Pen down the list of all model names and their features that you get from various sources. Public sources like friends and internet can filter many options for you.  Make a note of all those names and check the features in the internet. Also, you will find the rating of each car if you check in consumer websites. The one that you desired for may not have the good online rating, or the model would have been outdated. This will decide on your car easy. 

5) A day for a test drive:

Haste makes waste. Waste makes worry. This has to be followed in this context also. If you are desperate to buy a car, there are chances that you may purchase one immediately after having a test drive. But experts say that it is not a good idea to buy a car on the same day as the test drive.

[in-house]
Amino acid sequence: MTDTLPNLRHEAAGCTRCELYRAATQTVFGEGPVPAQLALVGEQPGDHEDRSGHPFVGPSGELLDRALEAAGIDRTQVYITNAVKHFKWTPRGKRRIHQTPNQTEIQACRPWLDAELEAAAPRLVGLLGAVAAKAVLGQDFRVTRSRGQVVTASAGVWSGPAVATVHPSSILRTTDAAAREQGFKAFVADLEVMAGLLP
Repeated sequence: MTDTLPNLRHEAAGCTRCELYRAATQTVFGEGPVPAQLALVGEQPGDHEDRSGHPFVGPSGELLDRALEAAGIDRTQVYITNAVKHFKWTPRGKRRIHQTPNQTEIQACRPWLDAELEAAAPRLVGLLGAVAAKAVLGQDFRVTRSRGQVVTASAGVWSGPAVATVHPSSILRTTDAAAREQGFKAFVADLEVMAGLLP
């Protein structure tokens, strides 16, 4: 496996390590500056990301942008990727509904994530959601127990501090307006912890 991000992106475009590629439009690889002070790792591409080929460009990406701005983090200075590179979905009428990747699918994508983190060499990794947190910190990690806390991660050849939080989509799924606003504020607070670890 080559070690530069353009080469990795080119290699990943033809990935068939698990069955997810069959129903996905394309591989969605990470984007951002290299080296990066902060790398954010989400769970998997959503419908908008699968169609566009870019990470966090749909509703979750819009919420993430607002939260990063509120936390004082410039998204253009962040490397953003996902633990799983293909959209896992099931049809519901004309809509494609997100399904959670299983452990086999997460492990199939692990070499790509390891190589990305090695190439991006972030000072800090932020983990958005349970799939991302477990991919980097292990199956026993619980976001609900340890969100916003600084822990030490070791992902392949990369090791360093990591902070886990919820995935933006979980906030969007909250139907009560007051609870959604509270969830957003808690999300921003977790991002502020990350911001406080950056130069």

Allot a whole day for a test drive and slowly make a decision. The new vehicle’s advanced features and the fresh smell are so intoxicating that you are attracted to purchase it at any cost. 

6) Look for consumer list: 

Consumer lists online have all the features that you need to look for while doing a test drive. Check for this and see if the car consists of those features. 

7) Take along a knowledgeable companion: 

Don’t go for a test drive all alone. Ask your friend or any other family member who can advise you to accompany you. The salesperson only wants you to buy the car at any cost. It is purely a business transaction. There will be no genuine advice or emotional understanding in that. 

On the other hand, a friend or a family member who knows you in and out can see the transaction in multiple facets and advise you accordingly. There will be no chances of falling for fraud. 

8)Find out space: 

To find out the area in the car, you may carry some luggage or cargo and place it in the back. This will let you estimate the space that will be left after putting essentials. 

9) Comfortability is the main factor:

Check if the car is entirely comfortable for you. Your driving seat, the height of the vehicle, backspace all should be thoroughly checked before making a decision. All those fancy cars which look attractive may not last long in giving you comfort.